Australian researchers at the Walter and Eliza Hall Institute of Medical Research (WEHI) in Melbourne have developed new yeast- and antibody-based methods to determine how tryptophan C-mannosylation, an unusual protein glycosylation modification, impacts the stability and function of disease-relevant proteins.
Reported in the February 5, 2021, edition of Nature Chemical Biology, the study of how certain sugars modify proteins can not only be used to map the prevalence of this protein modification in healthy tissues, but may also lead to the development of drugs targeting aberrant glyosylation for diseases, including muscular dystrophy and cancer.
"There is an unmet need for treating diseases such as muscular dystrophy, although I should stress that all we've shown is that a protein involved in some muscular dystrophies is modified with tryptophan C-mannosylation and it remains unknown if this is required for protein function, or even if it contributes to the onset of some muscular dystrophies," said study leader Ethan Goddard-Borger.
"Although several other studies have shown the importance of tryptophan C-mannosyaltion for protein stability, ours provides a more comprehensive examination of this phenomenon and is the first report of the modification impacting protein function," said the associate professor and laboratory head of WEHI's Chemical Biology Division.
Approximately 90% of proteins on the surface of human cells and half of the cells' total proteins are glycosylated, with modifications ranging from the addition of a single sugar, to long complex polymer chains. However, their distribution, variability and biological functions remain poorly understood.
The objectives of the new WEHI study were therefore to derive an improved understanding of the roles of aberrant glycosylation in both health and diseases including cancers.
"A range of diseases feature aberrant cellular glycosylation, including congenital disorders of glycosylation and lysosomal storage disorders, among others, including cancers," said Goddard-Borger.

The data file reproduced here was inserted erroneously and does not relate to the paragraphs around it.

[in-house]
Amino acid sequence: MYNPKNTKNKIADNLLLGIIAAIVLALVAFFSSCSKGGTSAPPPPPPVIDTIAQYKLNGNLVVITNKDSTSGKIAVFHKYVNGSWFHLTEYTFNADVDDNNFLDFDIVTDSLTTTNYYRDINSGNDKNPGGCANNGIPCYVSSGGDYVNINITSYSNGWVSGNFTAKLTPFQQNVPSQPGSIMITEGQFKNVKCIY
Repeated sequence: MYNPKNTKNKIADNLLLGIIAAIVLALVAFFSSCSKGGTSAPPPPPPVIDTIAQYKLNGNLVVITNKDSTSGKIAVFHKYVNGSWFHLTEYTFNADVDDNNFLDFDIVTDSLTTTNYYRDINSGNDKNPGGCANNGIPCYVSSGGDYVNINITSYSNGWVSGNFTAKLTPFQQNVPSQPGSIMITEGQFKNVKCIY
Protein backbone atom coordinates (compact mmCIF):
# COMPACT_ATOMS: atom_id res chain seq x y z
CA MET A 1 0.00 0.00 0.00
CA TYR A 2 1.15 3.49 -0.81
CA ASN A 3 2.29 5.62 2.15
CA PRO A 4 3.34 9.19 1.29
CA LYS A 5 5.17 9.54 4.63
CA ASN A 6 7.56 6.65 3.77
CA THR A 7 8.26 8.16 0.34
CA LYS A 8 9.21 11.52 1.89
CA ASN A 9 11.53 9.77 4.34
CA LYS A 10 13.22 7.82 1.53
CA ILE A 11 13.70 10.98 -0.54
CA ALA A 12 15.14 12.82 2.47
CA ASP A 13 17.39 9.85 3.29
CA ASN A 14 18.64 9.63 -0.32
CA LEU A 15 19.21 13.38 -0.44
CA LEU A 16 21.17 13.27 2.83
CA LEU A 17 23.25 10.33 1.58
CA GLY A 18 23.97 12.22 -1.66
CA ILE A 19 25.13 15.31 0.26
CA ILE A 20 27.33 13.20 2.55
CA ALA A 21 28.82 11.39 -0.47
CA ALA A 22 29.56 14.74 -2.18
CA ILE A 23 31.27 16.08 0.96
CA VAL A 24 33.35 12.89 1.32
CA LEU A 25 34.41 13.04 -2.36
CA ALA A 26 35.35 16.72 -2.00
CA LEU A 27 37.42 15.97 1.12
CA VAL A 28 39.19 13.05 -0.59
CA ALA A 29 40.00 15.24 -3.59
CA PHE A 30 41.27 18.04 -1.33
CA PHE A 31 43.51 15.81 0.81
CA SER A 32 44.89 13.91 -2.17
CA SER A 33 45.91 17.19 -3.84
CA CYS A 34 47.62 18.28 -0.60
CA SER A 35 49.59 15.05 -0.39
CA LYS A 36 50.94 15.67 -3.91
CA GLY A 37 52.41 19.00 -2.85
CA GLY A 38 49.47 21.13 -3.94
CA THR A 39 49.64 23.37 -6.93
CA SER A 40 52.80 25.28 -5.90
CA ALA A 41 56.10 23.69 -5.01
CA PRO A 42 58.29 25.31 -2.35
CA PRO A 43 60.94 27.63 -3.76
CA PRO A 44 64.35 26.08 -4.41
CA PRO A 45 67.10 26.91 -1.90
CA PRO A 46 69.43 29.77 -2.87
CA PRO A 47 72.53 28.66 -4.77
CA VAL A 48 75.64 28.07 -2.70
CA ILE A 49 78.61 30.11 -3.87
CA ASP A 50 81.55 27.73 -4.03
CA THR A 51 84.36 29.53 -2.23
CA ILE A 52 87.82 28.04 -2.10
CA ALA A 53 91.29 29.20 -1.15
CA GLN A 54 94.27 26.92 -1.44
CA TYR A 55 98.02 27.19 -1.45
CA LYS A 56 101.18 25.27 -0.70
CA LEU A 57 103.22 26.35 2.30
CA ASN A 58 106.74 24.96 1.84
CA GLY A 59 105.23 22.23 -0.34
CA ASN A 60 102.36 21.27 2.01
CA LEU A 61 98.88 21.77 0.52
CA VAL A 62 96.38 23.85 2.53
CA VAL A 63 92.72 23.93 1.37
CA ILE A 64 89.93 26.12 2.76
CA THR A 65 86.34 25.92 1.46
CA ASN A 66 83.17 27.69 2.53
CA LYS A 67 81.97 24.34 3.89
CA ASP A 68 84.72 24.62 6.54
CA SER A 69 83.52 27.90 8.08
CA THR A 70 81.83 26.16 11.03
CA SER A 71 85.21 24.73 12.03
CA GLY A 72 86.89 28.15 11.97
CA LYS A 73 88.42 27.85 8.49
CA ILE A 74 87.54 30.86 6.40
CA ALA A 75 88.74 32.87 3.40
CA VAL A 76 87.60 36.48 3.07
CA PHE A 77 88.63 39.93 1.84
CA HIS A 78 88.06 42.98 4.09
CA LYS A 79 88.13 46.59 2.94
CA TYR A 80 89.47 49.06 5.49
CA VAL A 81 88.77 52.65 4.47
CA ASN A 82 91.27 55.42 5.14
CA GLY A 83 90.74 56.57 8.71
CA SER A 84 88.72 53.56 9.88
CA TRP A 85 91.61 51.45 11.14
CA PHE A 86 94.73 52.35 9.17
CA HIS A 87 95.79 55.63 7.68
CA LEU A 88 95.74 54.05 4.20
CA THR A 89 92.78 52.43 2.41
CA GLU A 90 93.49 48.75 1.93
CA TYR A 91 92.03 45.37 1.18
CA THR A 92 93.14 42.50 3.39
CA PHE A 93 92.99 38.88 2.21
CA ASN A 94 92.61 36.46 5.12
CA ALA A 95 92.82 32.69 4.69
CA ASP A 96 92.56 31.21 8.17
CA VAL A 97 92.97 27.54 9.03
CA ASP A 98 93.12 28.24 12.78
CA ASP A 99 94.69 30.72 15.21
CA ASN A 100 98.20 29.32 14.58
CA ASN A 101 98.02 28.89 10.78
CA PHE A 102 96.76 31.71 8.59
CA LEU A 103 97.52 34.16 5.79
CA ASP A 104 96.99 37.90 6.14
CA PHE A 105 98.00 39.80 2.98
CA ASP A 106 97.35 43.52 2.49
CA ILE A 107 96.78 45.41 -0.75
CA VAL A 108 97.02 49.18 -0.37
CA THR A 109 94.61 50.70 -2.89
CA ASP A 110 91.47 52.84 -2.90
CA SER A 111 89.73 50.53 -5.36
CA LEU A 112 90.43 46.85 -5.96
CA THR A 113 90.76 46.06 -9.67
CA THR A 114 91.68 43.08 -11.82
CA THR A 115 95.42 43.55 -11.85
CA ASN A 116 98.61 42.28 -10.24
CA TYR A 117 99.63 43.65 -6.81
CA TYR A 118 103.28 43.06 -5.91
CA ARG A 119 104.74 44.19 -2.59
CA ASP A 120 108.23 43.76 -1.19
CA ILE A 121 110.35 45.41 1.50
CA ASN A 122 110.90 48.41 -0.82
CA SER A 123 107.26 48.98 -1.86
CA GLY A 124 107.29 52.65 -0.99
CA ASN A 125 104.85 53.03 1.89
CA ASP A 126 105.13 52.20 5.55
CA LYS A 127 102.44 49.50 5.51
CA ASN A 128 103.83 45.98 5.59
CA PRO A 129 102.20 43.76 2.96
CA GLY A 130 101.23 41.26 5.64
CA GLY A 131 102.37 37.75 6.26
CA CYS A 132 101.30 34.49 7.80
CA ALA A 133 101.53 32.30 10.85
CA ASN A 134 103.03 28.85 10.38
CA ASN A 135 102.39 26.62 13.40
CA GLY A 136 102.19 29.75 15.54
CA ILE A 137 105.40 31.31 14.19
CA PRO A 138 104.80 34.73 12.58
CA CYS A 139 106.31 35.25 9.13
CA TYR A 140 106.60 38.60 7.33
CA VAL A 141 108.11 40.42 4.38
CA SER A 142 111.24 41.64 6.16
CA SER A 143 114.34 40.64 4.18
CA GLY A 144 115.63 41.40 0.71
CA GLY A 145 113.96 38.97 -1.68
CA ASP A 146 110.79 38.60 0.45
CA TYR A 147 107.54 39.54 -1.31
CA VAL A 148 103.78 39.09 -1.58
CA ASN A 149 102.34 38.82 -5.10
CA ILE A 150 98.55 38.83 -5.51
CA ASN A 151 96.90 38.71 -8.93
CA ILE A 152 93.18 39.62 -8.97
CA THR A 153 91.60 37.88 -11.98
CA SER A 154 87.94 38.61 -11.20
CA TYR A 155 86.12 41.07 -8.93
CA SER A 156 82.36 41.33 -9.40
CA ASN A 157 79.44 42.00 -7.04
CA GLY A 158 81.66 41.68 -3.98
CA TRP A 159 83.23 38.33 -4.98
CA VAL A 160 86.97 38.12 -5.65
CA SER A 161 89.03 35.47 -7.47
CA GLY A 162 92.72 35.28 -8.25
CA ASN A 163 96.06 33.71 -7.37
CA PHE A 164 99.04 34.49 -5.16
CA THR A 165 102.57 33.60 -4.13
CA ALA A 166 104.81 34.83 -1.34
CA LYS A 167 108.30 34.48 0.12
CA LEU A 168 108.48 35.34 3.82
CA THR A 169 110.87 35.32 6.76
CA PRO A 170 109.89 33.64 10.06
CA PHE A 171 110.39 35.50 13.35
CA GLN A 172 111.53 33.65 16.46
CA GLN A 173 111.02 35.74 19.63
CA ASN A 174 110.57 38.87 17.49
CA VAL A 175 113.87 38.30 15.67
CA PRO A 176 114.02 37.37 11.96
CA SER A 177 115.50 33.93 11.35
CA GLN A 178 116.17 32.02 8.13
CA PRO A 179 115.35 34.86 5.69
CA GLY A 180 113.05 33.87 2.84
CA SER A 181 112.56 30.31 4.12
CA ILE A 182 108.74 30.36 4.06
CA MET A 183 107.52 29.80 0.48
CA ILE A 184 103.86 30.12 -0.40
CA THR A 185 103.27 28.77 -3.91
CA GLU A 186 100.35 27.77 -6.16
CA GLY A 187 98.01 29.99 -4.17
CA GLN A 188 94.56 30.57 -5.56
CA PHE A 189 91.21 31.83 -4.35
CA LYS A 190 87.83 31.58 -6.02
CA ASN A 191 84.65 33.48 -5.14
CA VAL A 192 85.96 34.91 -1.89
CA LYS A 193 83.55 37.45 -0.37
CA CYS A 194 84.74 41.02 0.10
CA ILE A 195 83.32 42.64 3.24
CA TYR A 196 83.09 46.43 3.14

"Many, but not all, cancer cells possess aberrant glycosylation. However, as every cancer is different and evolves over time, it's difficult to make broad statements about which tumor subsets do and don't have aberrant glycosylation," he told BioWorld.
Nevertheless, "this knowledge may yield new therapeutic strategies, although first a better understanding of what constitutes 'normal' glycosylation is required, before we can further develop drugs targeting protein glycosylation."
Glycosylation usually occurs on a protein's nitrogen or oxygen atoms, but can also occur on carbon atoms via tryptophan C-mannosylation, which is particularly poorly understood, prompting the WEHI team to develop tools and methods to investigate the phenomenon.
New tools & methods
"The methods we have developed combine state-of-the-art mass spectrometry techniques with recombinant antibody tools generated at WEHI," said Goddard-Borger.
"These methods will enable researchers to easily install this unusual modification on nearly any protein, allowing investigation of its effect on protein stability and function," he added.
Specifically, "we have shown that a common feature of tryptophan C-mannosylation is that it stabilizes proteins. Diverse, unrelated proteins all appear to be more stable once modified and some proteins' functions can be modulated by tryptophan C-mannosylation."
Goddard-Borger said the new the tools will also enable the abundance of this poorly understood protein modification to be determined in healthy and diseased tissues, while boosting global efforts to map and understand protein glycosylation in health and disease.
"We've reported some really unexpected results regarding the prevalence of this modification in healthy brain tissue," he noted.
"We found the modification on many proteins that were not previously known to be modified, and at sites on the protein that were not expected to be modified, which may help identify therapeutic targets."
Regarding drug development, "blocking tryptophan C-mannosyaltion destabilizes some proteins and alters their functions. If those proteins are involved in the onset of a disease, inhibiting tryptophan C-mannosyaltion may prevent that particular disease, which is the focus of our ongoing investigations," Goddard-Borger told BioWorld Science.
The WEHI researchers are now extending this work to map the modification across most tissues in the body, in order to better understand the biology of this form of protein glycosylation, as well as its role in cancer and muscular dystrophies.
"Determining what proteins are modified, and where they are modified, is the important first step towards a better understanding of the biological roles of this protein modification," said Goddard Borger.
Therefore, in the near future "we hope to provide a more complete picture of the mammalian C-glycome; a study that will be enabled by the tools we have reported here."